The International Cargo Handling Coordination Association (ICHCA) has provided an overview of some of the safety principles associated with safe lifting of ISO containers and tanks using hooks and wires.
Any lifting operation of this type should be undertaken by competent persons in compliance with applicable regulatory frameworks and is the responsibility of the duty holder.
The use of gantry cranes and spreaders is the optimal and preferred method for lifting ISO containers and tanks (collectively referred to as Cargo Transport Units, CTUs) in most situations.
However, not all terminals have this equipment available. At some terminals it is therefore accepted practice to lift ISO containers and tanks using wires or chains and single-rope cranes, such as mobile harbour cranes (MHCs)1 or barge-mounted derricks.
Safety should always be considered in any lifting operation and this alert sets out some key principles when lifting any cargo including containers by hook and chain or wires.
- When handling ISO containers only methods allowed in ISO 3874 should be used. In general, lifting a packed ISO container by the top corner fittings requires a spreader or vertical slings or chains. Angled slings should not be used.
- In the case of a single-point lift, special attention should be paid to the risk of the container tilting owing to asymmetry of the centre of gravity.
- The load should be as secure in the air as it is on the ground.
- The slinging method should be suitable for the load to be lifted, with adequate means of attachment to both the load and the lifting appliance.
- The mass of the load must not exceed the safe working load (SWL) of the slinging gear or lifting appliance.
- The load must not damage or be damaged by the slinging gear.
- Lifting operations should be planned by a competent person.
- Never work under a suspended load.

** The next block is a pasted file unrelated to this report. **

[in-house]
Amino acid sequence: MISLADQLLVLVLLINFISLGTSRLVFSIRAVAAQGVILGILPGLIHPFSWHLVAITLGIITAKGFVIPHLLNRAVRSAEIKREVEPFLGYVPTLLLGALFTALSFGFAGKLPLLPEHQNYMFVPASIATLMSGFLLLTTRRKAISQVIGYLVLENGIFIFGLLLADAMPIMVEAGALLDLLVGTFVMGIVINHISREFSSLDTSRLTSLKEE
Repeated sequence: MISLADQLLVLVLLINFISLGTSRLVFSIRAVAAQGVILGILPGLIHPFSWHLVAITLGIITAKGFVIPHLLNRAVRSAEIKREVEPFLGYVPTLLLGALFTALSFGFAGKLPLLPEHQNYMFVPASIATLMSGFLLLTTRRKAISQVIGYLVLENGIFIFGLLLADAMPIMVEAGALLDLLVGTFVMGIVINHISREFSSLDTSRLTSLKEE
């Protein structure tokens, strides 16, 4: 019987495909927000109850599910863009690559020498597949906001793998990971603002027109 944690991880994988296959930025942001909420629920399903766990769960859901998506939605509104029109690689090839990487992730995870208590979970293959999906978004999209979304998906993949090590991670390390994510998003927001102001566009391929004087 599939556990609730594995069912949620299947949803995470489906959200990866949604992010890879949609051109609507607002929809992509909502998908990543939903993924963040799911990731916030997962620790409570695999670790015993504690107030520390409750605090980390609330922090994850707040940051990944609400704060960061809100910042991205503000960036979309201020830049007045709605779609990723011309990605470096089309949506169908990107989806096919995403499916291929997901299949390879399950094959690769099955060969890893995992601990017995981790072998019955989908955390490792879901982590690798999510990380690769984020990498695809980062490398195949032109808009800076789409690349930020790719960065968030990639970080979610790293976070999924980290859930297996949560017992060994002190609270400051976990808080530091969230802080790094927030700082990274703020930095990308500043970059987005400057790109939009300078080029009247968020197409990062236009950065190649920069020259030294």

Lifting freight containers
The preferred method for lifting a packed freight container is to use a spreader which connects directly into the top corner fittings of all ISO containers and often regional or national designs. Where an MHC is to be used then the spreader can be attached directly to the load block.
Sometimes it is impossible to attach the spreader directly to the top of the container in which case, consider using vertical chains attached by hooks into the top and end apertures or corner fitting lugs.
For a flatrack lift wires should be vertical and attached to the top corner fittings. The centre of gravity should be below the top corner fitting. For example, a very small 5o degree vertical incline of the wire and 2g acceleration with a gross mass of 30 tonnes can break the posts in racking.
If the MHC is not able to use a spreader, then a spreader frame can be attached to the top of the container using lift-locks and the frame lifted using a lifting set.
Finally, the container can be lifted using slings attached to bottom corner fitting using lifting lugs and a transverse cross beam.
If a lift does not go to plan
If a lift does not go as planned (e.g., cargo shifts during the lift potentially shock loading slings) and there is risk of resulting damage, such as bird caging, to lifting appliances/accessories there should be a new inspection.
This should include all potentially affected lifting appliances and/or accessories. There should also be a reviewed lifting plan which controls/addresses any previous plan failure.
Full advisory at the following link